(Bloomberg) -- OpenAI has created a board committee to evaluate the safety and security of its artificial intelligence models, a governance change made weeks after its top executive on the the subject resigned and the company effectively disbanded his internal team.

The move also follows damning criticism of OpenAI’s governance by two former board members, Helen Toner and Tasha McCauley, in The Economist on Sunday. 

The new committee will spend 90 days evaluating the safeguards in OpenAI’s technology before giving a report. “Following the full board’s review, OpenAI will publicly share an update on adopted recommendations in a manner that is consistent with safety and security,” the company said in a blog post on Tuesday.

OpenAI also said that it has recently started to train its latest AI model.

The private firm’s recent rapid advances in AI have raised concerns about how it manages the technology’s potential dangers. Those worries intensified last fall when Chief Executive Officer Sam Altman was briefly ousted in a boardroom coup after clashing with co-founder and chief scientist Ilya Sutskever over how quickly to develop AI products and the steps to limit harms. 

Those concerns returned this month after Sutskever and a key deputy, Jan Leike, left the company. The scientists ran OpenAI’s so-called superalignment team, which focused on long-term threats of superhuman AI. Leike, who resigned, wrote afterward that his division was “struggling” for computing resources within OpenAI. Other departing employees echoed his criticism.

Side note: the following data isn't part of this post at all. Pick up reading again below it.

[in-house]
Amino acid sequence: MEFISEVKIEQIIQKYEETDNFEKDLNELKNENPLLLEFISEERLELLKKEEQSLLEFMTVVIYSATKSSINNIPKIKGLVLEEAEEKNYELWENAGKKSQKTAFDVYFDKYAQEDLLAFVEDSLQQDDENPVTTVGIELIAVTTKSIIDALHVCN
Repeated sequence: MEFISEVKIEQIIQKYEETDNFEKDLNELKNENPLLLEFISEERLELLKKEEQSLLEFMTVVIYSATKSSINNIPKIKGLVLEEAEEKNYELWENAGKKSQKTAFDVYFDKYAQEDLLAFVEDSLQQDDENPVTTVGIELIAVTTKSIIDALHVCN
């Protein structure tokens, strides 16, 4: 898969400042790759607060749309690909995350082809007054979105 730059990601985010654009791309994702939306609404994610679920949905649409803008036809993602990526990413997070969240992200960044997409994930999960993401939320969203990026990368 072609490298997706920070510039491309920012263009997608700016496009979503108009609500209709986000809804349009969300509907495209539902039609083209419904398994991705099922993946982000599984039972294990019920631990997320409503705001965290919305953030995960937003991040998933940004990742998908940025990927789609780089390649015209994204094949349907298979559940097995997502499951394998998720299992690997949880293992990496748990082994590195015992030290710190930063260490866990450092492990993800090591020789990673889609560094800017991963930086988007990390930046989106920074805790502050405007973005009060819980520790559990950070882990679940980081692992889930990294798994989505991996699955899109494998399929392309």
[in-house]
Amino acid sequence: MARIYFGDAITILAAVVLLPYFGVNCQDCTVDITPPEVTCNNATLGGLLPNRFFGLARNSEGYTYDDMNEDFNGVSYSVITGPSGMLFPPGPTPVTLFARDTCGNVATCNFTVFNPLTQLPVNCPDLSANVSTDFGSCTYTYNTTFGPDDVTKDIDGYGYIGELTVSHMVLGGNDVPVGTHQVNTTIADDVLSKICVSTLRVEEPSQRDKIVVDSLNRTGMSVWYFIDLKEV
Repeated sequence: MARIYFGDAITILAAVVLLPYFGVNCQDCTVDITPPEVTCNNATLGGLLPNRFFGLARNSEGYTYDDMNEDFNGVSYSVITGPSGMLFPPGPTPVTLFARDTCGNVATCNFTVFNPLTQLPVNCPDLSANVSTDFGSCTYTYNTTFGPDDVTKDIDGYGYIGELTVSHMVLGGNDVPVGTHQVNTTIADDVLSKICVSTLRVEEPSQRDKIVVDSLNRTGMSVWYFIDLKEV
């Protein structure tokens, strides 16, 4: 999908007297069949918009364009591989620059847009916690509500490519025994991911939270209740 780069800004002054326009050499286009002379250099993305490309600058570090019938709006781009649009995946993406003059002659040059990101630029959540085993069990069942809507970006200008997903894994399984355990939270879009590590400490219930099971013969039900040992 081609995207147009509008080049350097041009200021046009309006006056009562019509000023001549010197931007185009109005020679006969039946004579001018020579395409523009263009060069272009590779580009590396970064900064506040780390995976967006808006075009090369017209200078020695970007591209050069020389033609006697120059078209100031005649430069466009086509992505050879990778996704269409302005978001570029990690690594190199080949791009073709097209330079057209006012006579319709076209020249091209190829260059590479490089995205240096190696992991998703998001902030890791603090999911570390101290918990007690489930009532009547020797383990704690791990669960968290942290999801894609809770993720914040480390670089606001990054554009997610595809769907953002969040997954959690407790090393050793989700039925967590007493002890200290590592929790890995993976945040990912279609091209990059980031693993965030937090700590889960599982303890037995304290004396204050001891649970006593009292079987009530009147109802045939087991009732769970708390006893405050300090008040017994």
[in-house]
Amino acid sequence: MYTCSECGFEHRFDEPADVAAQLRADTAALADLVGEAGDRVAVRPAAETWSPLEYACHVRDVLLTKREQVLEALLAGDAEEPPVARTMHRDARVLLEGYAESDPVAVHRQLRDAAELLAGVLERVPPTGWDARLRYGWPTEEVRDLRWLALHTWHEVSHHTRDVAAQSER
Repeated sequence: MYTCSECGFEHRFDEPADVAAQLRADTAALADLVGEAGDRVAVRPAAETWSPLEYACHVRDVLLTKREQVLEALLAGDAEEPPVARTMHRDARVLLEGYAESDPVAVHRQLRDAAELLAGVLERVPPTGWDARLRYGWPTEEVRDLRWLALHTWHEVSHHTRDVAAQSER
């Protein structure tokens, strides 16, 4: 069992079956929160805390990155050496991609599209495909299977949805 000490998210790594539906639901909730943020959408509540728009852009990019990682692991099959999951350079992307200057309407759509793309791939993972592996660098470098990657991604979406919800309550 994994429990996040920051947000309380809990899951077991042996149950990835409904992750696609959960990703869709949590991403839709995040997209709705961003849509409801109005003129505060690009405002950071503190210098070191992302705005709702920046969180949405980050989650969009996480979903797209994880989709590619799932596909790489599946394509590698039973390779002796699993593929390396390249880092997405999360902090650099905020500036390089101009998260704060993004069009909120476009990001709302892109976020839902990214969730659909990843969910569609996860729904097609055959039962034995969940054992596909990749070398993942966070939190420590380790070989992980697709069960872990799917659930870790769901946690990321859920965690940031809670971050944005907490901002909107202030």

Read More: OpenAI Dissolves Key Safety Team After Chief Scientist’s Exit

Following Sutskever’s departure, OpenAI integrated what remained of his team into its broader research efforts rather than maintaining it as a separate entity. OpenAI cofounder John Schulman now oversees superaligment research as part of an expanded remit, and takes on the new title of Head of Alignment Science.

The startup has at times struggled to manage staff departures. Last week, OpenAI nixed a policy that canceled the equity from former staffers if they spoke out against the company. 

Toner and McCauley, who stepped down from OpenAI’s board after Sam Altman was reinstated as CEO last year, criticized Altman’s leadership over the weekend in a guest essay for The Economist and warned the departures of Sutskever and other safety-focused team members “bode ill for the OpenAI experiment in self-governance.”

A spokesperson said OpenAI was aware of criticism from ex-employees and anticipated more, adding that the company was working to address concerns.

OpenAI’s new safety committee will consist of three board members — Chairman Bret Taylor, Quora CEO Adam D’Angelo and ex-Sony Entertainment executive Nicole Seligman — along with six employees, including Schulman and Altman. The company said it would continue to consult outside experts, naming two of them: Rob Joyce, a Homeland Security adviser to Donald Trump, and John Carlin, a former Justice Department official under President Joe Biden.

(Updates with further details of co-founder’s role in seventh paragraph)

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